Ann Calandro, MSN, RN, IBCLC

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Does breastfeeding protect infants with RSV?
Research findings
What do I do if my breastfeeding baby is infected with RSV?
What should I do if I am infected with RSV?
FAQs about RSV

In 2019-2021, due to more limited large group gatherings, masking in public areas and frequent handwashing during the COVID-19 pandemic, respiratory viruses including respiratory syncytial virus (RSV) in children and adults declined. However, in 2022, RSV and other viruses have been increasing and many pediatric hospital wards are full of babies and young children suffering from severe RSV infections.

Breastfeeding babies should continue to breastfeed if they become ill with RSV. Research has shown that they will recover faster, they will need less oxygen therapy, and the antibodies in human milk will protect them and aid in healing.1,2,3

Does breastfeeding protect infants with RSV?

Does breastfeeding protect infants or help them recuperate faster if they are infected with RSV? Yes!
The American Academy of Pediatrics recommends breastfeeding because data show that for children who are breastfed, the following acute and chronic pediatric disorders occur less frequently: otitis media, acute diarrheal disease, lower respiratory illnesses, sudden infant death syndrome, inflammatory bowel disease, childhood leukemia, diabetes mellitus, obesity, asthma, and atopic dermatitis.1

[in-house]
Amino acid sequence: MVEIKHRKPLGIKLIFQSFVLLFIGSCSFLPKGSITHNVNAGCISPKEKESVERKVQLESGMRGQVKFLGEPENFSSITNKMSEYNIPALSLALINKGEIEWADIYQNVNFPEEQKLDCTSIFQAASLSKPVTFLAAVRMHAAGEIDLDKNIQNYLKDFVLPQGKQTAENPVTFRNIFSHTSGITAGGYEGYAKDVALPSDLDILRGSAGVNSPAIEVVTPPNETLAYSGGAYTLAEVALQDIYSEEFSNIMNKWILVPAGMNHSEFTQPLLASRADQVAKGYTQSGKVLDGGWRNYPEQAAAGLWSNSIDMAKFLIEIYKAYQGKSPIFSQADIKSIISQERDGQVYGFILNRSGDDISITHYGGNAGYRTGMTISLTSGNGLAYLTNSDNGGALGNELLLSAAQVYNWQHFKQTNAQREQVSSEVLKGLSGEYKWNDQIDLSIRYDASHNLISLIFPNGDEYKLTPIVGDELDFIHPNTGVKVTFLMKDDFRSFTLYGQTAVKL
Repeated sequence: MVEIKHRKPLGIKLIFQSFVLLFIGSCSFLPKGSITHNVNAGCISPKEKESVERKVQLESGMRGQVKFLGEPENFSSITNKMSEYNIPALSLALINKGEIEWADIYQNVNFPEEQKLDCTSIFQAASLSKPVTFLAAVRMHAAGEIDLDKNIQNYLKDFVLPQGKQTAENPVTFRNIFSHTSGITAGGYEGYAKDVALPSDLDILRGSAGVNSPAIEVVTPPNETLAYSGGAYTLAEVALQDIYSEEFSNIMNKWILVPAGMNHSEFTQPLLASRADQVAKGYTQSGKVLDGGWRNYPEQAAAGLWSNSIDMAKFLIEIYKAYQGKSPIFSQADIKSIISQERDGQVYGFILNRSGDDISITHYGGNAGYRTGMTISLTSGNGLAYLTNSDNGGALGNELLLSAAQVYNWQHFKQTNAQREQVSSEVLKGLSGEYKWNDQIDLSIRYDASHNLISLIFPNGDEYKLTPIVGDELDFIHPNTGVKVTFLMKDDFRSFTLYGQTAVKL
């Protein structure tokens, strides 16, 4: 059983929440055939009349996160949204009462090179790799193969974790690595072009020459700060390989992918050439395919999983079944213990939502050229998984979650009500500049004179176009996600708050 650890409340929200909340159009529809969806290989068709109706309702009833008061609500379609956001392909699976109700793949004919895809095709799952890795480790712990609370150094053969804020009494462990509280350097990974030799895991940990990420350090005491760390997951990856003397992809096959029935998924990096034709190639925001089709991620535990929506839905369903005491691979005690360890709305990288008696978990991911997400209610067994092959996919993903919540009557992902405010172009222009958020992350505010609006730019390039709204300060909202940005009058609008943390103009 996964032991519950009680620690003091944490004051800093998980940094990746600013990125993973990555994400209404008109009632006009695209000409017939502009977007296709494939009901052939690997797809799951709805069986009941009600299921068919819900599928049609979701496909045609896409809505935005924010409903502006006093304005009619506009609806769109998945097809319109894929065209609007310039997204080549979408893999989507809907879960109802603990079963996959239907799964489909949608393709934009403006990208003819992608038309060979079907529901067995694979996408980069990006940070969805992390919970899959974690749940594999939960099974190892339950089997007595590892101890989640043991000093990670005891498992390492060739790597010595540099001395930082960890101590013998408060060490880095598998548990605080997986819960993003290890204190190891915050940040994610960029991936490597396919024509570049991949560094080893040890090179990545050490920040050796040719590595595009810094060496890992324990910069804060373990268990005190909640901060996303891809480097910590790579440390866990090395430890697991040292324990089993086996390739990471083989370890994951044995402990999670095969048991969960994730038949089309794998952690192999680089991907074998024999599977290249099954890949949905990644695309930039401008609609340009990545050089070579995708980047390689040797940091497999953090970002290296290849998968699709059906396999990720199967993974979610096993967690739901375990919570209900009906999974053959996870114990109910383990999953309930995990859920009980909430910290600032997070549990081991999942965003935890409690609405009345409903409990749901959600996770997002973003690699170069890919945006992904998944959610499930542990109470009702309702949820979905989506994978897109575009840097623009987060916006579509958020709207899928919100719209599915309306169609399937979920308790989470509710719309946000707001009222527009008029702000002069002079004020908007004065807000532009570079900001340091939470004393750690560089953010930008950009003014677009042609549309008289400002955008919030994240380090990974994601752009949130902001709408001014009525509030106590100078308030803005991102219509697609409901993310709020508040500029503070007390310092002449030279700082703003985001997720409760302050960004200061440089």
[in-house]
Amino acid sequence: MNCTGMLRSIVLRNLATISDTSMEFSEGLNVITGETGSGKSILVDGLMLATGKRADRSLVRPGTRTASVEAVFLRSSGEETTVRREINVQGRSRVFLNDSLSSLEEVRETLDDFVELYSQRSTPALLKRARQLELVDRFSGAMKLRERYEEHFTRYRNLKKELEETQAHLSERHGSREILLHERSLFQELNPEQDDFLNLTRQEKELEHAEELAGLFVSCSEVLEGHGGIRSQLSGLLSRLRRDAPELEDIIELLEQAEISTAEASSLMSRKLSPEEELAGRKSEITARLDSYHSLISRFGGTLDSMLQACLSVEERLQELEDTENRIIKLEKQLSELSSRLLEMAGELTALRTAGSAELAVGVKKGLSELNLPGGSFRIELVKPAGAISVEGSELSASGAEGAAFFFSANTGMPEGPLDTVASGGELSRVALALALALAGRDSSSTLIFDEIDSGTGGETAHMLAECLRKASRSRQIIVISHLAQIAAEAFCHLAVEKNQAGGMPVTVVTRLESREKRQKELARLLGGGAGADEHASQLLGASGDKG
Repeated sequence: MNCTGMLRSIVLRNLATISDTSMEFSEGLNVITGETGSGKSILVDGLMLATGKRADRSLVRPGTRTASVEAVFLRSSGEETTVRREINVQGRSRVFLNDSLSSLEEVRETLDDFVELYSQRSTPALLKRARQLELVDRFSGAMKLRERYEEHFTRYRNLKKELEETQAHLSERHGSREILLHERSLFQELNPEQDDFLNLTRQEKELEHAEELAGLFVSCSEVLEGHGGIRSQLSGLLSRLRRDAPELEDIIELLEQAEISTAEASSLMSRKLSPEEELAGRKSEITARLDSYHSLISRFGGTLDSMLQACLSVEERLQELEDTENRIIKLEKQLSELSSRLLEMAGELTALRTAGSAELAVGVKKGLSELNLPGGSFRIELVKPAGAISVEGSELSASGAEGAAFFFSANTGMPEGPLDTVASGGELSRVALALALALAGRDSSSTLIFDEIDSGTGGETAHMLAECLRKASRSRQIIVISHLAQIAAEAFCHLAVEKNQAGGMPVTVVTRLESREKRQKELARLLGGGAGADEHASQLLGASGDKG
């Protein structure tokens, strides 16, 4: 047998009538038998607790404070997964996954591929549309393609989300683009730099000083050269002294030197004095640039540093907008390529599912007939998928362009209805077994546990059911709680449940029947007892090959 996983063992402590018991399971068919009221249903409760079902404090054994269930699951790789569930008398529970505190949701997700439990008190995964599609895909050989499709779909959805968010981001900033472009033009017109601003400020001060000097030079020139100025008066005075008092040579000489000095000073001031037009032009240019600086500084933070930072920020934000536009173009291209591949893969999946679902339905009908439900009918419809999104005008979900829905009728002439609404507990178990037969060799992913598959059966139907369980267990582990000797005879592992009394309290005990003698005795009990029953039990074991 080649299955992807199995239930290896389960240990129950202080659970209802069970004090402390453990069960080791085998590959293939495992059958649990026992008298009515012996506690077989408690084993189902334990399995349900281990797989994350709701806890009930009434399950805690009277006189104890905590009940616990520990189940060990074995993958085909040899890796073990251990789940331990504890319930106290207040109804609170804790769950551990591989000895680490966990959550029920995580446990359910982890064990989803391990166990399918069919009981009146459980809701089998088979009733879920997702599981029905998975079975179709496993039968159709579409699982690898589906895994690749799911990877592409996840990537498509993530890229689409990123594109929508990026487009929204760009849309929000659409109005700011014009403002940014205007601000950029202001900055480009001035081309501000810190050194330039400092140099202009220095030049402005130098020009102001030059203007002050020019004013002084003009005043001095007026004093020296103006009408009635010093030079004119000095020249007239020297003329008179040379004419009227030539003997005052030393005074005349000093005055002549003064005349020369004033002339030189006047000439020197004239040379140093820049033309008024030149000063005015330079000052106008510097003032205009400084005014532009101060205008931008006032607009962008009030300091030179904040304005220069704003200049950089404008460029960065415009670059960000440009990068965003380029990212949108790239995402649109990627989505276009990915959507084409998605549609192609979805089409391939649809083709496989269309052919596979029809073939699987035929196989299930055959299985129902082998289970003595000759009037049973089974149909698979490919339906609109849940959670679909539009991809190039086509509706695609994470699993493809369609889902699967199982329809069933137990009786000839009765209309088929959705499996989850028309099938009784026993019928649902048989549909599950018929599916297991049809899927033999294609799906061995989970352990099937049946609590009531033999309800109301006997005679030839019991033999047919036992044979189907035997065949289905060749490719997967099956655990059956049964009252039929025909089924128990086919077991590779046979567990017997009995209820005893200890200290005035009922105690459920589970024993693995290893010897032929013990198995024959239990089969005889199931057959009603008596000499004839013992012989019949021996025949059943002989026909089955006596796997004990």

A research study from February 2022 reported that “breastfeeding has shown to have a protective effect for infants with RSV bronchiolitis. The World Health Organization recommends minimum six months of exclusive breastfeeding for maximal immune protection against viral infections in infants. This review shows that exclusive and partial breastfeeding reduces severity of disease, length of hospital stays and supplemental oxygen requirements.”2

“The severity of RSV infection requiring oxygen therapy was lower in the BMF (breast milk feeding) than the AMF (artificial milk formula fed) group. This protective role of human milk on RSV infection might decrease the need for oxygen therapy suggesting less airway damage.” 3

What do I do if my breastfeeding baby is infected with RSV?